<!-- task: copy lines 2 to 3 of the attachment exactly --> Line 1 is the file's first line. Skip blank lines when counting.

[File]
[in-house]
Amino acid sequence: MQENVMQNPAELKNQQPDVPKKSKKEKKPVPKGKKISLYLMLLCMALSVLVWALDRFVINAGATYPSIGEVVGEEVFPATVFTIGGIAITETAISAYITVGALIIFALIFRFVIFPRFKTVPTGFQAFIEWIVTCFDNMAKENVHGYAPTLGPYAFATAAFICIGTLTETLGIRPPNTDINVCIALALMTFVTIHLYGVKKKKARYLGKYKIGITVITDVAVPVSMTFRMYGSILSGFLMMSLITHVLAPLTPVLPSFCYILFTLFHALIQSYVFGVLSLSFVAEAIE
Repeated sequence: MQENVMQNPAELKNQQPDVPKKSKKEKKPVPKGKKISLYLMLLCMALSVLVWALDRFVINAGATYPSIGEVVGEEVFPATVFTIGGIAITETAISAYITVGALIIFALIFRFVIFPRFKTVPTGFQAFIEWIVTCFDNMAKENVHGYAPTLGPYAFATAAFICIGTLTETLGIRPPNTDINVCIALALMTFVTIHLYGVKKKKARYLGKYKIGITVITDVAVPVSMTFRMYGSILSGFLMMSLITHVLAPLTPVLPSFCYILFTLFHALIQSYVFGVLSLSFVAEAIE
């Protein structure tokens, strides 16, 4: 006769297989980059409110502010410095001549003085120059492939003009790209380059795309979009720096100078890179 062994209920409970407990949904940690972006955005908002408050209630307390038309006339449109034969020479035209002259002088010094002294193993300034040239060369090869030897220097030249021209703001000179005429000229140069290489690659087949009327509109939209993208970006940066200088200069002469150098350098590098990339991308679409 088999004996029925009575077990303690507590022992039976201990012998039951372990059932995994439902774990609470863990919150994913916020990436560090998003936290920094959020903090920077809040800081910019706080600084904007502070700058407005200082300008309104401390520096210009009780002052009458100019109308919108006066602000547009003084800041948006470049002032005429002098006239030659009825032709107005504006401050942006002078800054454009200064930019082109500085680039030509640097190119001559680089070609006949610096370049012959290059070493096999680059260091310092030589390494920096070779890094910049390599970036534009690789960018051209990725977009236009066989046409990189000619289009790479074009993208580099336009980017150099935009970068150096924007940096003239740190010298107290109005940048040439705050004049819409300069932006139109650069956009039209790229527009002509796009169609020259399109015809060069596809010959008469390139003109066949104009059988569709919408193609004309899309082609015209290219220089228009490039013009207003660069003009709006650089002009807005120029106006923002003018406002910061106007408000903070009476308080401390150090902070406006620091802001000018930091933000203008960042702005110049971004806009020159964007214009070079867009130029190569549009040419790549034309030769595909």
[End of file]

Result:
Amino acid sequence: MQENVMQNPAELKNQQPDVPKKSKKEKKPVPKGKKISLYLMLLCMALSVLVWALDRFVINAGATYPSIGEVVGEEVFPATVFTIGGIAITETAISAYITVGALIIFALIFRFVIFPRFKTVPTGFQAFIEWIVTCFDNMAKENVHGYAPTLGPYAFATAAFICIGTLTETLGIRPPNTDINVCIALALMTFVTIHLYGVKKKKARYLGKYKIGITVITDVAVPVSMTFRMYGSILSGFLMMSLITHVLAPLTPVLPSFCYILFTLFHALIQSYVFGVLSLSFVAEAIE
Repeated sequence: MQENVMQNPAELKNQQPDVPKKSKKEKKPVPKGKKISLYLMLLCMALSVLVWALDRFVINAGATYPSIGEVVGEEVFPATVFTIGGIAITETAISAYITVGALIIFALIFRFVIFPRFKTVPTGFQAFIEWIVTCFDNMAKENVHGYAPTLGPYAFATAAFICIGTLTETLGIRPPNTDINVCIALALMTFVTIHLYGVKKKKARYLGKYKIGITVITDVAVPVSMTFRMYGSILSGFLMMSLITHVLAPLTPVLPSFCYILFTLFHALIQSYVFGVLSLSFVAEAIE